Charlie Munger’s Thoughts on Just About Everything by Morgan Housel
Benjamin Graham used to say, “It’s not the bad investment ideas that fail; it’s the good ideas that get pushed into excess.” And that’s a lot of what happened here.
Some economic distortions come from the masses believing that other people are right. Others come from the need to make a living through behavior that may be less than socially desirable. I’ve always been skeptical of conventional wisdom. You have to be able to keep your head on when everyone else is losing theirs.
Take soccer as an example. It’s a tremendously competitive sport, and often times one team tries to work mayhem on the other team’s best player. The referee’s job is to limit this mayhem and rein in extreme forms of competition.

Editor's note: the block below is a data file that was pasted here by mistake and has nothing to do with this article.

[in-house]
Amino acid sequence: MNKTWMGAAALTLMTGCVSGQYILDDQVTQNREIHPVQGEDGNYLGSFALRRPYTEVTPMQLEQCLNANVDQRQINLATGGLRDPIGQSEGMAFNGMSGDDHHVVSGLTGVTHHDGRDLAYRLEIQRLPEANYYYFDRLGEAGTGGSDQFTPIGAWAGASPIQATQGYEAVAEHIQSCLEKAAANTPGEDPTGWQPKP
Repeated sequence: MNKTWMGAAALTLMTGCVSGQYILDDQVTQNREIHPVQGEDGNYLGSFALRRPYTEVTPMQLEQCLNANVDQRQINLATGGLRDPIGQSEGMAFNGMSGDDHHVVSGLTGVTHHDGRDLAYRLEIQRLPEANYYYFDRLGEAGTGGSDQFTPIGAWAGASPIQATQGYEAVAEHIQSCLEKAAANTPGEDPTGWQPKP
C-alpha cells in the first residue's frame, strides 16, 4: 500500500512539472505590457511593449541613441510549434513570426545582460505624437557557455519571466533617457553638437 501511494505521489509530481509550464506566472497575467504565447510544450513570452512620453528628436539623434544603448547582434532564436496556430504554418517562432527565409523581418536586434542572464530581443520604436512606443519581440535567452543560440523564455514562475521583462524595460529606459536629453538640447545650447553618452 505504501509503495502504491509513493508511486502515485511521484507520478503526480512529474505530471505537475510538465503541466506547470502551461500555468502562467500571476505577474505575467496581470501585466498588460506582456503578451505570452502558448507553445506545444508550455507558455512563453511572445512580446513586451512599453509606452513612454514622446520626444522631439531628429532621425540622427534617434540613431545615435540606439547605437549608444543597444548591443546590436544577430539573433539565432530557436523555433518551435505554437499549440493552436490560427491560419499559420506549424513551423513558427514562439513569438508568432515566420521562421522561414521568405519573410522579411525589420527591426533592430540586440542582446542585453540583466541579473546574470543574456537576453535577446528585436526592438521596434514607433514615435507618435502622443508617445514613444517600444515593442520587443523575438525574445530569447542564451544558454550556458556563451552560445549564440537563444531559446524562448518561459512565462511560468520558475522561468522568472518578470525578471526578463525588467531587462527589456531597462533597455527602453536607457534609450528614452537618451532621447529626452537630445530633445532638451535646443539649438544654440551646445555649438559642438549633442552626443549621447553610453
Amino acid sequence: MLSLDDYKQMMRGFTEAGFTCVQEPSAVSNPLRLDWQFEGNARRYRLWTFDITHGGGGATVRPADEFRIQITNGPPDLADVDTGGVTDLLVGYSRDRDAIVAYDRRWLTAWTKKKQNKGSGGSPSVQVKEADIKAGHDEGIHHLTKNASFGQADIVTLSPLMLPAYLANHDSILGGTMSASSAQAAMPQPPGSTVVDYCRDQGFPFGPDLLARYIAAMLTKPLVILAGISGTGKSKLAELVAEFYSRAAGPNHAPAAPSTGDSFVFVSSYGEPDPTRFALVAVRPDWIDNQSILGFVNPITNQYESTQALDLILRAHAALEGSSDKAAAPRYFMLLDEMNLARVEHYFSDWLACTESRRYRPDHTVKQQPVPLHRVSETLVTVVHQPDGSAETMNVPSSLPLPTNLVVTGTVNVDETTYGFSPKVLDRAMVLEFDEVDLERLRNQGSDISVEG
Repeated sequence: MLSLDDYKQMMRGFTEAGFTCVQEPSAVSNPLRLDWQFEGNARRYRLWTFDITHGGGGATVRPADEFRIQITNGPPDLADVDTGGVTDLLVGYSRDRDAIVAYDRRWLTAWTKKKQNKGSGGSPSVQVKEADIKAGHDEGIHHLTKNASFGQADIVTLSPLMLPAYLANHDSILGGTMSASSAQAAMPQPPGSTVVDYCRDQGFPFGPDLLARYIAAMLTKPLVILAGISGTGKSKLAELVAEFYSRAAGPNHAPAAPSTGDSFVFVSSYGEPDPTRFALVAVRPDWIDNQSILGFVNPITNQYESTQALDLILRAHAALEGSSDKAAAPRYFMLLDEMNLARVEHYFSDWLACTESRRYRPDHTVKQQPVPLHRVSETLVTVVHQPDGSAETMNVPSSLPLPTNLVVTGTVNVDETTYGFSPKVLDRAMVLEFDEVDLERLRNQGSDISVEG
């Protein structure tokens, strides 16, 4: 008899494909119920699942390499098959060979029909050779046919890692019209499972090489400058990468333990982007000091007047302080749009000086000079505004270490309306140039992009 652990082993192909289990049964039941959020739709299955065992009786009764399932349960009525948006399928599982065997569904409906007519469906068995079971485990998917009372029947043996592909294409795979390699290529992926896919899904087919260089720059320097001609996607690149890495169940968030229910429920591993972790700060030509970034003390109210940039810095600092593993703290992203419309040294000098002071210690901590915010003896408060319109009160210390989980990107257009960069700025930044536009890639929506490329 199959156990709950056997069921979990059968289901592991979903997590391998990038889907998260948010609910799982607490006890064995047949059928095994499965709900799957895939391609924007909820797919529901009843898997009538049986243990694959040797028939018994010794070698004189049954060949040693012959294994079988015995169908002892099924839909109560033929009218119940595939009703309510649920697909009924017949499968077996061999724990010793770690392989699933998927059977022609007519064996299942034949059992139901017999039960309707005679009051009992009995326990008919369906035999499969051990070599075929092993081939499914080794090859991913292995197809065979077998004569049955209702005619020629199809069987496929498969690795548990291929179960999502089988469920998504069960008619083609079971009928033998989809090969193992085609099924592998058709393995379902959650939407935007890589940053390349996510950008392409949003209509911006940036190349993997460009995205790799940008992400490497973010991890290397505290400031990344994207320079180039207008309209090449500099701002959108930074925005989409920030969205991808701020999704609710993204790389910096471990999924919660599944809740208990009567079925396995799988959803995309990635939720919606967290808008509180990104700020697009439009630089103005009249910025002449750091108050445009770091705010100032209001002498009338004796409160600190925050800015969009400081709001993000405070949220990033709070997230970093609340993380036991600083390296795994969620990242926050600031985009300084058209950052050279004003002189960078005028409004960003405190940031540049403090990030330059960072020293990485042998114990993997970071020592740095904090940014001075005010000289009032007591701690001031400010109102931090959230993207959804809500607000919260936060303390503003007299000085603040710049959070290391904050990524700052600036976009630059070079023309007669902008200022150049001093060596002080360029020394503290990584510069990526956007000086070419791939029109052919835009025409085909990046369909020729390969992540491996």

Regulation is similar. Most ambitious young men will be more aggressive than they should. That’s what happened with investment banking. I mean, look at Lehman Brothers. Everyone did what they damn well wanted until the whole place was pathological about its extremeness.
A lot of this [financial collapse] can be blamed on accountants. Accountants as a whole have been trained with too much math and not enough horse sense. If some of these insane accounting practices were never allowed, huge messes could have been avoided. Bankers have become quite good at manipulating accountants
Learning has never been work for me. It’s play. I was born innately curious. If that doesn’t work for you, figure out your own damn system.
More good thoughts from Warren Buffett’s partner at Berkshire Hathaway.